English fluency (written and verbal)
Software development experience of at least 2 years (ideally 5+ years)
Japanese language ability / cultural interest
Interest in immersive meditation training at Zen temples in the cold winter
Interest in learning Martial Arts, Yoga, and/or Tai Chi
Interest to research and write papers / blog posts on ZenIT
If you don't meet all the requirements, still feel free to contact us! We will do our best to include you.
You can apply here: ZenIT Pilot Program Application
Feel free to contact Pilot@ZenIT.jp for any questions!
＊Please avoid sending attachments/images in your initial email.
I have questions about Eiheiji and Zazen practice.
Please see the Daihonzan Eiheiji FAQ.
What happens in case of an accident?
Although the ZenIT team will put utmost effort in securing the safety of participants, the team cannot accept liability for accidents.
The Eiheiji fire department and university hospitals are also located within 15 minutes drive to the shared lodging and program space.
Is the homestay / shared lodging safe?
Eiheiji town is one of the safest regions in the world, so there is virtually no risk of theft or violent crime. All applicants looking to stay in the shared lodging will be screened.
What is the layout of the shared lodging?
The house is huge and is located very close to the Kuzuryu River. It has 3 floors and an elevator. The ZenIT team will have access to 4 bedrooms and 2-3 shared bathrooms. If the number of participants exceeds 4, we may request for 2 people to share a room, with a person of the same gender. All rooms are equipped with a door lock.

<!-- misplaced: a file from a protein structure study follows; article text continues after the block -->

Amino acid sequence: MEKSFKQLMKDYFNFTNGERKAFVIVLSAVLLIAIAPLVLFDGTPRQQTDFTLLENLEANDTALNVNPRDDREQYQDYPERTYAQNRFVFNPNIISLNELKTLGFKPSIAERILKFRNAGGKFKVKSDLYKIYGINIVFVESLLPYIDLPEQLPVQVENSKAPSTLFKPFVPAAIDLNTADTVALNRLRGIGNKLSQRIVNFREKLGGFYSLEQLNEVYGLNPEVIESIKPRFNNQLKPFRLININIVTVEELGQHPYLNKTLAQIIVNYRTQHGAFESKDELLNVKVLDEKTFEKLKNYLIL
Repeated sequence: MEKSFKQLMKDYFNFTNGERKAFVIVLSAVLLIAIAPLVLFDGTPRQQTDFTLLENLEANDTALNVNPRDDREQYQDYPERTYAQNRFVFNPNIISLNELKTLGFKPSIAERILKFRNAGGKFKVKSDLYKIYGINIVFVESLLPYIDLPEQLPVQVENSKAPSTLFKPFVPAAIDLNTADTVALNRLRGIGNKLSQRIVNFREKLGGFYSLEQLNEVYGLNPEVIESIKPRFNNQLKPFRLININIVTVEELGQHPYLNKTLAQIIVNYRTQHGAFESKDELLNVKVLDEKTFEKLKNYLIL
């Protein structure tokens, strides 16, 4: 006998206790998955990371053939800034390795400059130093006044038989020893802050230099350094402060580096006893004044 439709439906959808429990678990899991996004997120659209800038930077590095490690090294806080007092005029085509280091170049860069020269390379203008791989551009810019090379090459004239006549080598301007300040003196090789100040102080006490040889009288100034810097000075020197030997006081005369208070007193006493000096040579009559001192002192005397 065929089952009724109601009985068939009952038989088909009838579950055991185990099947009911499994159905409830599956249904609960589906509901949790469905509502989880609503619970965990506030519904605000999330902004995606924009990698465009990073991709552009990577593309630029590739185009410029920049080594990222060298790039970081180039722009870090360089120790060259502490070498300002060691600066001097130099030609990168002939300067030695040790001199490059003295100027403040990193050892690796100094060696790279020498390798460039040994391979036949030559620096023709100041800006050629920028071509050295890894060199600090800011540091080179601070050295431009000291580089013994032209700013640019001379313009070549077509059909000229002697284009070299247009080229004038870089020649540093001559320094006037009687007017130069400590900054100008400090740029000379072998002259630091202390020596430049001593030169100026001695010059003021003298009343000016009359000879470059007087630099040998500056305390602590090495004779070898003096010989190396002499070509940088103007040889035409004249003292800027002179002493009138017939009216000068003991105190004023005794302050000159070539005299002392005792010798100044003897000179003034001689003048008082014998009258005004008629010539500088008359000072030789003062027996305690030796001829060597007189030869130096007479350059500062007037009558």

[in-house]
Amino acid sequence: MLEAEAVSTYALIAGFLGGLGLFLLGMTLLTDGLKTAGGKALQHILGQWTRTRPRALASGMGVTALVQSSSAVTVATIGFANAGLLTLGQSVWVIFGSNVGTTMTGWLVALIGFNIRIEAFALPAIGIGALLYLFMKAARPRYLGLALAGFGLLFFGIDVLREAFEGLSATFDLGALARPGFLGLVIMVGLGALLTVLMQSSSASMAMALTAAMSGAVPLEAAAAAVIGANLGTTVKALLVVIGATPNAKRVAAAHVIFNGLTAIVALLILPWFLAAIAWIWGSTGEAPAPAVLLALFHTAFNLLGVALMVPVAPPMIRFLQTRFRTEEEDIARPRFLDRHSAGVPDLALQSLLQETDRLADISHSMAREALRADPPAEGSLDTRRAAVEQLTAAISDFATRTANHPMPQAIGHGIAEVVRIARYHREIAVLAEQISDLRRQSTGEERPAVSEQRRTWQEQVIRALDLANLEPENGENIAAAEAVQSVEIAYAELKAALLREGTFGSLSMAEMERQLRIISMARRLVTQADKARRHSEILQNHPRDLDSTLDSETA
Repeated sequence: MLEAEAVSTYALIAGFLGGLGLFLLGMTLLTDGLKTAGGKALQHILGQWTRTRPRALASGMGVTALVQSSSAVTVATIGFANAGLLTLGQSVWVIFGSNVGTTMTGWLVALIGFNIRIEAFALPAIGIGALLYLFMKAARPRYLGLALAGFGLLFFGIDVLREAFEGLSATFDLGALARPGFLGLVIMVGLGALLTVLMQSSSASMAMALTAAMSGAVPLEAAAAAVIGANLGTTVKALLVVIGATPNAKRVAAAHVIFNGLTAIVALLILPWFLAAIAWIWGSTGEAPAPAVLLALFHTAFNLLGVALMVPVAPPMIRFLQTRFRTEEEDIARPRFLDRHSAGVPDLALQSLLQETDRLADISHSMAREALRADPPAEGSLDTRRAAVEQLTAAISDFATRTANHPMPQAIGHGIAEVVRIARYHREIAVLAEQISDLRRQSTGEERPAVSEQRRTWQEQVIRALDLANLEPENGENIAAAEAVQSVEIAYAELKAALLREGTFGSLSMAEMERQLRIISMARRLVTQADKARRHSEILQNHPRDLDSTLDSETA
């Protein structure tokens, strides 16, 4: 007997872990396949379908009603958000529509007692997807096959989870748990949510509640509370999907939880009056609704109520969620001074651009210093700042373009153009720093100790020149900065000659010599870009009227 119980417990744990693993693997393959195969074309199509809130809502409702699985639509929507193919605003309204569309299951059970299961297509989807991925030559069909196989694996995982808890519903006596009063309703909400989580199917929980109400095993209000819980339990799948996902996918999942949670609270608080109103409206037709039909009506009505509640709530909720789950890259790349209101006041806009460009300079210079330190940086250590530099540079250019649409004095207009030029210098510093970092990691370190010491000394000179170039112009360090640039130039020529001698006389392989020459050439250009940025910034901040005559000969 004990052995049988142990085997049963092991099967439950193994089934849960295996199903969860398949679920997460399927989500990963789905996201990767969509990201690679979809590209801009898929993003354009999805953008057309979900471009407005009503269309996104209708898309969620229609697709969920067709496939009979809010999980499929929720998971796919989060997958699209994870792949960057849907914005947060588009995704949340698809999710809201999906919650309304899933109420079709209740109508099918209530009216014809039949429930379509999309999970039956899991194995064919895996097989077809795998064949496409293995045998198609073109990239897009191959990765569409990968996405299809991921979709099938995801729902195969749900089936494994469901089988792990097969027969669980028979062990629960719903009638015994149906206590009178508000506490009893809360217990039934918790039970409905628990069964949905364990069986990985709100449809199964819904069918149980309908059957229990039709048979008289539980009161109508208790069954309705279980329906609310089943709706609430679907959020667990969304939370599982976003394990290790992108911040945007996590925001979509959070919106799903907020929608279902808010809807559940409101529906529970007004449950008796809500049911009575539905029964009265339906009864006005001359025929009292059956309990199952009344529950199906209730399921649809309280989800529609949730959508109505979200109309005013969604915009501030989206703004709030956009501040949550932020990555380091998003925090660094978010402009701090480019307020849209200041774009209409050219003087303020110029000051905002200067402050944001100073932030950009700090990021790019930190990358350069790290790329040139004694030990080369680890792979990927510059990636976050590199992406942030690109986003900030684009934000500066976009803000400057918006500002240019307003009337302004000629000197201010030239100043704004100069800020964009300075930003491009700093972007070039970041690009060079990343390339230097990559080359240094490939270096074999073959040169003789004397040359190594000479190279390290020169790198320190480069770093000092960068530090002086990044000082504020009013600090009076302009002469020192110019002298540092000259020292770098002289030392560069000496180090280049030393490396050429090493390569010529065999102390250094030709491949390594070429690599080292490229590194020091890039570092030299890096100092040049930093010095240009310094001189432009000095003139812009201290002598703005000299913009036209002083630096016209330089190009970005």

What is the code of conduct?
All participants are expected to hold themselves with the utmost respect for all living beings, including plants and animals. Theft, violence, discrimination, and harassment are grounds for immediate expulsion from the program.
We have adopted the guidelines of the San Francisco Zen Center Ethical Principles.
What about food?
Food and clean water are essential to life. During the program, you can expect to always have access to excellent Japanese food.
Eiheiji is a farming town, with an abundance of organic vegetables and rice, along with some of the cleanest water in Japan and fresh fish from the largest river in Fukui, Kuzuryu River, which runs directly through the town.
We will also make accommodations for participants with food allergies/sensitivities. Gluten-free, dairy-free, and vegan diets can easily be accommodated.
What about the software we write?
During the program, the focus will be more on the learning and happiness of the participants, as well as the way in which we work. However, we will need to build something!
Given the social good nature of the ZenIT project, we are expecting for all software written to be open sourced and fundamentally beneficial to society. However, it is possible to work on a paid project from your company in the ZenIT style (pair work / meditation); please contact for more details.
The projects we will work on will be decided depending on the participants who show up and we are very open to helping work on one of your existing open source projects!